Residents go to Montana Supreme Court over contaminated land - KPAX.com | Continuous News | Missoula & Western Montana

Residents go to Montana Supreme Court over contaminated land

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Residents of Opportunity got their day in court (MTN News photo) Residents of Opportunity got their day in court (MTN News photo)

The Montana Supreme Court heard arguments Friday in a case involving residents of Opportunity, Mont. who are seeking a civil trial against the Atlantic Richfield Co. over contaminated land. 

"ARCO and EPA argue that CERCLA should allow ARCO to permanently house tons and tons or arsenic and other heavy metals on plaintiff's lands under government authority," said Montana trial lawyer Domenic Cossi.

During the special public hearing held on the University of Montana Campus in Missoula, ARCO attorneys claimed that their client has already cleaned the land up to EPA standards and that this lawsuit would interfere with future Superfund cleanup in the region. 

"There can't be any real dispute here that Congress intended EPA to be the one to determine the remedy at Superfund sites. Congress also intended to protect EPA's chosen remedies from interference while they were being implemented either from lawsuits or on-the-ground repeal action," said ARCO lawyer Jon Rauchway.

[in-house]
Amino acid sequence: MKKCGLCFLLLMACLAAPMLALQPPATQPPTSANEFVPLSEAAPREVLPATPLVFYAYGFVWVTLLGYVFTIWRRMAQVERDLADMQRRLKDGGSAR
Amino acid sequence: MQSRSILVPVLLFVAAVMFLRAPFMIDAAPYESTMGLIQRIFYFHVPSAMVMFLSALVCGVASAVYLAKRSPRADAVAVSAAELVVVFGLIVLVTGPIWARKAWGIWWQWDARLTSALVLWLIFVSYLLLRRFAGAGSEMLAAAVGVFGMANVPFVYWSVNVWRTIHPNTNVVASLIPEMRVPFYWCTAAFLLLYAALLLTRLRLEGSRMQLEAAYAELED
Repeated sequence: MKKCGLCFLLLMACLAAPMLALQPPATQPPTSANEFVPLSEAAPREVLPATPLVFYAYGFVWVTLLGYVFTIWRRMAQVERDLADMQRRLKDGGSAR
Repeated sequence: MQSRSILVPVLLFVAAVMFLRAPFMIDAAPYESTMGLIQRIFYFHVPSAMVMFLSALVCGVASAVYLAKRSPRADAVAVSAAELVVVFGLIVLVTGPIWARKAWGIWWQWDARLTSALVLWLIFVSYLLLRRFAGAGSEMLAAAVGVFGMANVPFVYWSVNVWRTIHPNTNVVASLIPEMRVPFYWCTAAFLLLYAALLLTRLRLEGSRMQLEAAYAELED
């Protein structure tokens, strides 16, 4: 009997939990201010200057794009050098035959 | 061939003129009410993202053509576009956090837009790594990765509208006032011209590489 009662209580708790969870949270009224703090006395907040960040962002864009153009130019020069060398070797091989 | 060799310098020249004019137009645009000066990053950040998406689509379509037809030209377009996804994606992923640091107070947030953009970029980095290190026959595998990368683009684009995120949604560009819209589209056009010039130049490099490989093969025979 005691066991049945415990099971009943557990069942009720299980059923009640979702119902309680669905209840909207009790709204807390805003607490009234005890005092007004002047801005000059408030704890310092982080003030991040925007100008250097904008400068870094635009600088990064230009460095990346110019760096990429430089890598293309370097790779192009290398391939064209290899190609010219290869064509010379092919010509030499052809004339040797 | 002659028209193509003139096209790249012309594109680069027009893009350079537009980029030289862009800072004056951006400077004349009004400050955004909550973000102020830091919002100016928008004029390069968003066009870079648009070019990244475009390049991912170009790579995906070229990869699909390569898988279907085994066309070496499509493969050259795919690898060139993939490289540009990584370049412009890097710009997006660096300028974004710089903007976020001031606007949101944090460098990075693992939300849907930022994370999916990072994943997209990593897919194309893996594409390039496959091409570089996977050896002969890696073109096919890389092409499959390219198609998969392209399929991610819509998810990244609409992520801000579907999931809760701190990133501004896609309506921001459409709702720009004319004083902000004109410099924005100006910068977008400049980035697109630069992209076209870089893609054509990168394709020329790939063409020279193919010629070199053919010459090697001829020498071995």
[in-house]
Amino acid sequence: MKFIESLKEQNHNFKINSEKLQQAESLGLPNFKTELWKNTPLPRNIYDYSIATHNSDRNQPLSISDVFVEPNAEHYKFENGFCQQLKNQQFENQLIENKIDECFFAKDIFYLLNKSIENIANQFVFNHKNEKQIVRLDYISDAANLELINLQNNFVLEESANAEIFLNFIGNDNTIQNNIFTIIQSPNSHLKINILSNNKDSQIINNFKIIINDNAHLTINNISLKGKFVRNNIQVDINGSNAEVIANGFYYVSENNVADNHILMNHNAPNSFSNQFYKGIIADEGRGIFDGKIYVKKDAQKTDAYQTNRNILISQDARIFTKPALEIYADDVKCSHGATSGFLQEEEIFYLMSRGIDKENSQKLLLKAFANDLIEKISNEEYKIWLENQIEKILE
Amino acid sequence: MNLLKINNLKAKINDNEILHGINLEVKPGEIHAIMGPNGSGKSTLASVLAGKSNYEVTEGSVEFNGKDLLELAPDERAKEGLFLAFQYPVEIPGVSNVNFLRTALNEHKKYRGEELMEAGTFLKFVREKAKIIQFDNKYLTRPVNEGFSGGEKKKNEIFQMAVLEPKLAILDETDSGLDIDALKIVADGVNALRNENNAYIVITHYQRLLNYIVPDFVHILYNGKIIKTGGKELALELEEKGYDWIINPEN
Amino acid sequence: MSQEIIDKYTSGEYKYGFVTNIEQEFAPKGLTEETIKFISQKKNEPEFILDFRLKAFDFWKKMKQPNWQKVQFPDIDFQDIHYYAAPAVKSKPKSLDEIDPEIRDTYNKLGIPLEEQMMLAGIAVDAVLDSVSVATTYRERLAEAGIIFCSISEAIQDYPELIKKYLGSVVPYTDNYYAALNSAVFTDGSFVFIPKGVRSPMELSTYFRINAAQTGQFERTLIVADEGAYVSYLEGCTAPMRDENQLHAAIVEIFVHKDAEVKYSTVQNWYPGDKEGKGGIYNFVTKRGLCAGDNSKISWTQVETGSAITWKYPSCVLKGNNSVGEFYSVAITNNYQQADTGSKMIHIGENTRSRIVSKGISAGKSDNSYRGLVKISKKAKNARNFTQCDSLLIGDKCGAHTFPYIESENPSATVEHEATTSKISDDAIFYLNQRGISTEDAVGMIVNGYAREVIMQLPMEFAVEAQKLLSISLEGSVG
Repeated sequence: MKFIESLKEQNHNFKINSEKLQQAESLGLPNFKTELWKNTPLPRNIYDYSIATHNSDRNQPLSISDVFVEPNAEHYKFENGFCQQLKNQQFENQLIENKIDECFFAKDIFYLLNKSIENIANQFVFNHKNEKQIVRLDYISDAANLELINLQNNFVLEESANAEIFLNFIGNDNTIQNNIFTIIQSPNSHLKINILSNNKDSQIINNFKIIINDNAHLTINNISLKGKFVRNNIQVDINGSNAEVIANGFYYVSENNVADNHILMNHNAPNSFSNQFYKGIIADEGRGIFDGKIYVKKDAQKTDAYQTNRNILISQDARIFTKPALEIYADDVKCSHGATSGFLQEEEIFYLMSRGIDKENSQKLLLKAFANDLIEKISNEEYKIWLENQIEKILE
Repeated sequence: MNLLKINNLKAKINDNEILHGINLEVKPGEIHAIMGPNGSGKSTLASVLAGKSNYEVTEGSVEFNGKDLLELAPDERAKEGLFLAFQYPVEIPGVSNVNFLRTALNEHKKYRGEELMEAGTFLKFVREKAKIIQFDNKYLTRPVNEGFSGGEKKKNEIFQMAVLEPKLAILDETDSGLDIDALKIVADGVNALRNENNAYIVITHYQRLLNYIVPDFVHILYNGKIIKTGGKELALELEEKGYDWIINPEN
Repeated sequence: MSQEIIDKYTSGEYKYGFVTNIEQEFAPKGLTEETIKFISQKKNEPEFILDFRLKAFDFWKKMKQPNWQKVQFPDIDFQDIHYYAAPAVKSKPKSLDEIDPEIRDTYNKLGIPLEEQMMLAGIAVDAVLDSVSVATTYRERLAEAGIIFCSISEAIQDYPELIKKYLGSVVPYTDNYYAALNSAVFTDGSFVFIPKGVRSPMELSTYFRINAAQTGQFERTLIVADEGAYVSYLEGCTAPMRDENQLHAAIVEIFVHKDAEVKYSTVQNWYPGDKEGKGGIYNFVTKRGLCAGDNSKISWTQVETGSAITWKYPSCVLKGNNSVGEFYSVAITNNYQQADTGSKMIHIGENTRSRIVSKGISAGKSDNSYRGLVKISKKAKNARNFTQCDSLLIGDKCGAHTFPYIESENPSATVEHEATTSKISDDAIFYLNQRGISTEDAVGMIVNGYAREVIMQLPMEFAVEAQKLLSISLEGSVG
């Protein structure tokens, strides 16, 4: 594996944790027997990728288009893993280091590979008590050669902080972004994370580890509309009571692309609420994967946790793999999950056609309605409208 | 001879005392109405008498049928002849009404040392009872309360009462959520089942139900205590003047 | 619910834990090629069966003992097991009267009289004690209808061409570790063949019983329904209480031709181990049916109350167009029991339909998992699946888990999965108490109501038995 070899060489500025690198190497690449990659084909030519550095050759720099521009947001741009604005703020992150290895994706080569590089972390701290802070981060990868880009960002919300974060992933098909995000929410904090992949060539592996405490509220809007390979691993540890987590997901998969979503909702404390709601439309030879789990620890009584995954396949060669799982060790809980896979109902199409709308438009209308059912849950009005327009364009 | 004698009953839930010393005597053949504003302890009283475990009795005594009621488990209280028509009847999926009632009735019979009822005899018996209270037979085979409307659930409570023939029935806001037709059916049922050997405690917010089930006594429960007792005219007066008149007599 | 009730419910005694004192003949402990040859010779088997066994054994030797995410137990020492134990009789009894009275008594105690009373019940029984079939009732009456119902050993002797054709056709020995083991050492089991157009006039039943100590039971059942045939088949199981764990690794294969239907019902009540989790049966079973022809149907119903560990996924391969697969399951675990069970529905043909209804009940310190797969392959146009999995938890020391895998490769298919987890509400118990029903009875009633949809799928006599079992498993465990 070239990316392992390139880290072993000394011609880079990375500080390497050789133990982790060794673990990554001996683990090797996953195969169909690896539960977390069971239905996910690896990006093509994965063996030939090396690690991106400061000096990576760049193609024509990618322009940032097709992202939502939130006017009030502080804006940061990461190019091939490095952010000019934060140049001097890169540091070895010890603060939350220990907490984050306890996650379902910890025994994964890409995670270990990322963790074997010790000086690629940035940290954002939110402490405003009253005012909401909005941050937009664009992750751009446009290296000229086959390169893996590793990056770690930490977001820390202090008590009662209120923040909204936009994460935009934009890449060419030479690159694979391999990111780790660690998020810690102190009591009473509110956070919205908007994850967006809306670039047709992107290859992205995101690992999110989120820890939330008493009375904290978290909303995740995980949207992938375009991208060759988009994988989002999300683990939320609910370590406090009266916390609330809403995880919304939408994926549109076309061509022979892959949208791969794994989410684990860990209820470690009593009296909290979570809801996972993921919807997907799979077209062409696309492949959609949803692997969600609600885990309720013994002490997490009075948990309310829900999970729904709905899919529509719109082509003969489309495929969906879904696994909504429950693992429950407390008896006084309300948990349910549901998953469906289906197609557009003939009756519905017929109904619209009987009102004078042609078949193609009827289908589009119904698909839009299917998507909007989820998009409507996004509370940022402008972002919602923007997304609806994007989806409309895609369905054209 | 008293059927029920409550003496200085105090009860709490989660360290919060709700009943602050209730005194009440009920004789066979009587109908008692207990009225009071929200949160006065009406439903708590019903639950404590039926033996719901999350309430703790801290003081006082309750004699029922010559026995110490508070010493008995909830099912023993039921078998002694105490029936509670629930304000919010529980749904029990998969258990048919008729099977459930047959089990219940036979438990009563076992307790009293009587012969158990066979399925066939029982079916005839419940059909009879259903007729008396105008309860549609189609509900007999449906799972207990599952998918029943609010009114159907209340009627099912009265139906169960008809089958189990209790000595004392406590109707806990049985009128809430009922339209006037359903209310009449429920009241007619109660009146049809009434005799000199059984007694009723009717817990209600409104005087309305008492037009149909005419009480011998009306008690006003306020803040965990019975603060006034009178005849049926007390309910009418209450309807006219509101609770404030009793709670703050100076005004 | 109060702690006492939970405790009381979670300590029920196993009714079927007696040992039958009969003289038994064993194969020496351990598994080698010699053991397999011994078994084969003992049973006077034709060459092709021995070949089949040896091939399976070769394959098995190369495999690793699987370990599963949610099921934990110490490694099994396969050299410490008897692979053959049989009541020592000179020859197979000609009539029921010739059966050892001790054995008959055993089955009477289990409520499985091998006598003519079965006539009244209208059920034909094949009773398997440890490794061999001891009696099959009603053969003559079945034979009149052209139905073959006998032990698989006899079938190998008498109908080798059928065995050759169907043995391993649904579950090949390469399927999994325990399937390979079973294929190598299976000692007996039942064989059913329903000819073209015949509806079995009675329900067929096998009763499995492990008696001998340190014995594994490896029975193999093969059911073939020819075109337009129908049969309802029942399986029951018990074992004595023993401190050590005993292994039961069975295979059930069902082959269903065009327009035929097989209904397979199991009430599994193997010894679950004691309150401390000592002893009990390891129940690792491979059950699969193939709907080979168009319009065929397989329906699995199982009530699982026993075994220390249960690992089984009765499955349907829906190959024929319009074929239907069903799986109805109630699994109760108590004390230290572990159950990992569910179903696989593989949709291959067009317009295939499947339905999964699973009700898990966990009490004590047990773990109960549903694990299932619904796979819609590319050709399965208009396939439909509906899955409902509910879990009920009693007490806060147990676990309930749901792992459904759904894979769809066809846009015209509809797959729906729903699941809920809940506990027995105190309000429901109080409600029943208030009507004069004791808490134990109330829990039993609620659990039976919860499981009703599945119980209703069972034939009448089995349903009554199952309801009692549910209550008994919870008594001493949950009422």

Some of the justices asked the ARCO representatives about how a civil suit would interfere with any further EPA cleanup. 

"I don't understand on the factual record here how it is that ARCO can assert that this purposed remediation plan under the state law remedy alters, delays or stops an EPA-mandated cleanup that, from what I can tell, is substantially complete," said Justice Dirk Sandefur.

Attorneys for the Opportunity residents claimed the contamination on their property was a violation of the state constitution. 

"In other words, they're forcing these people to house contaminated waste on their property forever and always," said Opportunity lawyer Justin Stalpes.

While a decision from this hearing could be months away, attorneys representing the Opportunity residents said their confident the justices will give them their day in court.

"We've been waiting for nine years to get our day in court and we're thinking the court will side with the landowners and against the polluters," said Monte Beck, another Opportunity lawyer.

RELATED: Opportunity residents look toward contamination cleanup ruling

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